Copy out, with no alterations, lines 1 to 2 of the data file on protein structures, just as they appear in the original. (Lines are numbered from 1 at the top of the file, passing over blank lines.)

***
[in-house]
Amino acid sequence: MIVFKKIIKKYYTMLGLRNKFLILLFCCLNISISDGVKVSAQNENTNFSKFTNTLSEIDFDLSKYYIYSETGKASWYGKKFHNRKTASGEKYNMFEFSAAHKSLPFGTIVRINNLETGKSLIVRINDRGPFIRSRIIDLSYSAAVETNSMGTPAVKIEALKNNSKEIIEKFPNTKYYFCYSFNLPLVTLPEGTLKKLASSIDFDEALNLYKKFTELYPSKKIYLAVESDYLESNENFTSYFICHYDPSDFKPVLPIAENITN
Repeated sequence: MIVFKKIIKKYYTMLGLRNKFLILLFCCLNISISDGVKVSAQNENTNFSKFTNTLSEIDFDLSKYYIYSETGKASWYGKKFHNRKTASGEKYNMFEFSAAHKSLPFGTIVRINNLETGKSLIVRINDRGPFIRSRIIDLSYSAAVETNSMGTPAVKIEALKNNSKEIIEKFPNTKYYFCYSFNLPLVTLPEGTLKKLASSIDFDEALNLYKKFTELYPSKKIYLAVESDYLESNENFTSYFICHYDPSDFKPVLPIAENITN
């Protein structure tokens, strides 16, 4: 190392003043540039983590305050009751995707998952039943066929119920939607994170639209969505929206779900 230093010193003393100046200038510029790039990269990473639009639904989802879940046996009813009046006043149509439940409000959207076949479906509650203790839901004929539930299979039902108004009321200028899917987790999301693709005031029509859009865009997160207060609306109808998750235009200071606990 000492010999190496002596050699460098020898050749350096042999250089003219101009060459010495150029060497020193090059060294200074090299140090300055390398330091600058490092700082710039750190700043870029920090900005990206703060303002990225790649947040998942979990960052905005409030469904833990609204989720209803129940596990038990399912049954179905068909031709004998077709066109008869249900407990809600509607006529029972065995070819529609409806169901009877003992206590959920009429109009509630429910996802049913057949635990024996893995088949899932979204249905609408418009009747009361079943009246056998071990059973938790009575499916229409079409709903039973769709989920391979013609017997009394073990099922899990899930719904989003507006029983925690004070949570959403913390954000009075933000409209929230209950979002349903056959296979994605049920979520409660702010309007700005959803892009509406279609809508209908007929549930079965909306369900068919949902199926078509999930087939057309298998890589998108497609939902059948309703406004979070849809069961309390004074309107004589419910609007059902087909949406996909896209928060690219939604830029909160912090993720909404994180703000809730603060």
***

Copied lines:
[in-house]
Amino acid sequence: MIVFKKIIKKYYTMLGLRNKFLILLFCCLNISISDGVKVSAQNENTNFSKFTNTLSEIDFDLSKYYIYSETGKASWYGKKFHNRKTASGEKYNMFEFSAAHKSLPFGTIVRINNLETGKSLIVRINDRGPFIRSRIIDLSYSAAVETNSMGTPAVKIEALKNNSKEIIEKFPNTKYYFCYSFNLPLVTLPEGTLKKLASSIDFDEALNLYKKFTELYPSKKIYLAVESDYLESNENFTSYFICHYDPSDFKPVLPIAENITN